Sunday, 2 August 2015

Managing behaviour in new environments

We often forget that many experiences for children are brand new ones or maybe ones that they have only experienced a few times before. I have watched parents in restaurants before, as an example, being totally exasperated at their toddlers behaviour, likely thinking to themselves, 'but little Bobby knows how to eat a meal at home'. Restaurants are a great example of a place in which a certain level of behaviour is expected of a child in order that everyone else in the restaurant doesn't want to leave! Fundamentally, your child probably* knows how to eat. They may or may not like eating, that is a separate matter! However, because little Bobby knows how to eat his meal at home (whether it is with a fork, or fingers, that really is neither here nor there) it doesn't mean that you can expect the same behaviour of him in a restaurant. Restaurants are sensory overload for little ones - with the hubbub of noise from other diners, to the noise of the kitchen should you be near it, different high chairs, a vast array of things to touch on the tables, different lighting.... and that is all before you have even got to the food! Asking a toddler to wait at the table, not only to order food but then for it to arrive at the table!? We really are asking an awful lot here!

I find the key is communication.... and lots of distraction. Prepare your child for what is coming by talking to them about it, 'oh look this is a waiter, a waiter is someone who looks after us in the restaurant, he is going to ask us what we would like, maybe we could order you this, then he has to go and tell the chef....' etc etc etc....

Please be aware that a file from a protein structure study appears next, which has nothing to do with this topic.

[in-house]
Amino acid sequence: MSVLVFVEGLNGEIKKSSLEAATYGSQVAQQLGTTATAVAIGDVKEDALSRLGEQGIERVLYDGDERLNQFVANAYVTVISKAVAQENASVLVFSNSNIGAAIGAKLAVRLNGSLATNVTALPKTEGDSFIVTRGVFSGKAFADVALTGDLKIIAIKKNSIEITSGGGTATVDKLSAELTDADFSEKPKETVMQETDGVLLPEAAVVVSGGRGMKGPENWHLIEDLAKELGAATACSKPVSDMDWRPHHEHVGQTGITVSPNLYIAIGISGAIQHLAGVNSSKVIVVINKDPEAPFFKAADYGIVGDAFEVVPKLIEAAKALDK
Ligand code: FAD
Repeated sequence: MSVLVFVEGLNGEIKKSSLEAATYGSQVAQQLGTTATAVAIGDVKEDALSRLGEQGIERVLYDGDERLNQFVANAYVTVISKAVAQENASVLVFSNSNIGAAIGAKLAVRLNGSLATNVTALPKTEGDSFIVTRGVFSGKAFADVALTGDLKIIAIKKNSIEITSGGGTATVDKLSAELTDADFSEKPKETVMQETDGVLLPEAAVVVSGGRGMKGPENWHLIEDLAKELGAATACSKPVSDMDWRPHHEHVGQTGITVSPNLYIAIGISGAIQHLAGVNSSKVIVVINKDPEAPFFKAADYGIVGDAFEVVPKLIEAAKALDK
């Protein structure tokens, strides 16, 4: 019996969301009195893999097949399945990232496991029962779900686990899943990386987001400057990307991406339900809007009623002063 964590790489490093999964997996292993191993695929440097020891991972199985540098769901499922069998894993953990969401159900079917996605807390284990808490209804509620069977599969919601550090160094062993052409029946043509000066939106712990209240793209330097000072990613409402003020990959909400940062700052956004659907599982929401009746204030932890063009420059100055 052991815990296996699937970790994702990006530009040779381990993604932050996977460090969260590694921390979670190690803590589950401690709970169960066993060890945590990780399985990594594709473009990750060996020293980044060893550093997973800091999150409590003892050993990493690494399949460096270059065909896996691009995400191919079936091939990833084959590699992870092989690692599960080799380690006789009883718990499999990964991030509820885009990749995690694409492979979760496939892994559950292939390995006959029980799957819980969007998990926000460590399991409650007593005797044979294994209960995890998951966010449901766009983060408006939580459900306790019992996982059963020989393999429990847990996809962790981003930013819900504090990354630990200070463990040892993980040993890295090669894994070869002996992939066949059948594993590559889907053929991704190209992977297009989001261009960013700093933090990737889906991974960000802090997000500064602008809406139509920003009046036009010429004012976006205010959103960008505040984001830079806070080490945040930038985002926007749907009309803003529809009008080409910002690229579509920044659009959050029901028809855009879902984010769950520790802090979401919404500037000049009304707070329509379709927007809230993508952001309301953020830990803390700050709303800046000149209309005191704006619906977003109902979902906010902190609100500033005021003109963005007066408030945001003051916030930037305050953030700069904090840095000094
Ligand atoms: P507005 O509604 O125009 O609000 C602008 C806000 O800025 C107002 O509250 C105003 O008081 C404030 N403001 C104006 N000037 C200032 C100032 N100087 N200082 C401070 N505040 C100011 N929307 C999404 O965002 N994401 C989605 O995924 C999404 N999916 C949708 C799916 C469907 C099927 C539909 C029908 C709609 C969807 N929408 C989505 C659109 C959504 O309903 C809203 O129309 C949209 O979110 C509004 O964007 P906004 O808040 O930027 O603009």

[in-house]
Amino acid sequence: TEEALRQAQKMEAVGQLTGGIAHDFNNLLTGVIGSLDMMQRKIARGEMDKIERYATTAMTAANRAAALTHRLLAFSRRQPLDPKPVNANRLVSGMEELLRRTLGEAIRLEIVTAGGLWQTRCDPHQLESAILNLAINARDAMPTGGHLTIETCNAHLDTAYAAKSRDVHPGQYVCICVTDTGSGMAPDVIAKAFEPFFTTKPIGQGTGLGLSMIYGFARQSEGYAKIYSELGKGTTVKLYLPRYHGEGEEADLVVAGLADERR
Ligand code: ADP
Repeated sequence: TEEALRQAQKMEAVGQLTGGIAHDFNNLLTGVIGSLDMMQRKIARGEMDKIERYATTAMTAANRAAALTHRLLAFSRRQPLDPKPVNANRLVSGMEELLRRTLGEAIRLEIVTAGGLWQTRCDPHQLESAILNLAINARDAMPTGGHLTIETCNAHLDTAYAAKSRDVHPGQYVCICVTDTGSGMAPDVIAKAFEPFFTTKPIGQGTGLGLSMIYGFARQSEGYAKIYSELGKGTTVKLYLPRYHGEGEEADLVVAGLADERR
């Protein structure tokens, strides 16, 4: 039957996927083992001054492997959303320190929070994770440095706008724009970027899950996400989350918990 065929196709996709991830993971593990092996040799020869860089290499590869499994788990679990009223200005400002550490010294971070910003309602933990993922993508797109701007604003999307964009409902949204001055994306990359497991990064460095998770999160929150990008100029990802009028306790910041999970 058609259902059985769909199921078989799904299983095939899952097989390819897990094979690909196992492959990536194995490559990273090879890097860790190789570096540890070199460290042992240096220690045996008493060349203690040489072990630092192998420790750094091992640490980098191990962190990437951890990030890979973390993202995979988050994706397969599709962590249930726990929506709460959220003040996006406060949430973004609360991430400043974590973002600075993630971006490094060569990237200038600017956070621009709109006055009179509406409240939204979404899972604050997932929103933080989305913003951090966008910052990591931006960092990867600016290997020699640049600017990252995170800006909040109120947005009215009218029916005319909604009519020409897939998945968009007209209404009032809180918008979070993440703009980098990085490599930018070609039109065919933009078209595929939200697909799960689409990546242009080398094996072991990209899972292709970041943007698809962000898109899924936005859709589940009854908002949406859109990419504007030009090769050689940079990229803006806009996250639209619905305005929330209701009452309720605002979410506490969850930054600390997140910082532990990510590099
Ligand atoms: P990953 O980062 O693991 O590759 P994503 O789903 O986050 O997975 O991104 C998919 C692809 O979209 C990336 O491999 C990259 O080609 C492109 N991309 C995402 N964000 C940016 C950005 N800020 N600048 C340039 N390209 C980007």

Distraction between these moments is wonderful, so BE PREPARED! Bring crayons, bring cars, bring dolly, bring books, bring magazines (these I find to be most wonderful - they are like a new book to a child... that they are allowed to draw in.... that usually comes with some wonderfully naff toy that should entertain purely for the novelty of being new!)

This is also the time to fine tune your 'quiet but firm' voice. We all know you don't want to shout at your child in a restaurant (and we don't want you to either!) but sometimes, you have explained the child several times that they mustn't touch Daddy's wine glass or that you can't rip the menu or that you shouldn't stand in your high chair because it is dangerous (and then hopefully explained what dangerous means). I have found this voice to be a wonderful tool for all the children I have worked with and my own son, I also know it to be a favourite of teachers. It is the voice that is very quiet but the child knows you mean business. It is far less stressful for everyone than shouting and doesn't produce an uncomfortable or embarrassing environment for the child or anyone else around!

It is crucial to manage your expectations when you are somewhere that is relatively new to a toddler, they aren't going to 'get it right' every time and they will try your patience, but remember to think about how you learnt these 'social rules' and that everyday is a school day... right from day dot...

NQP x 

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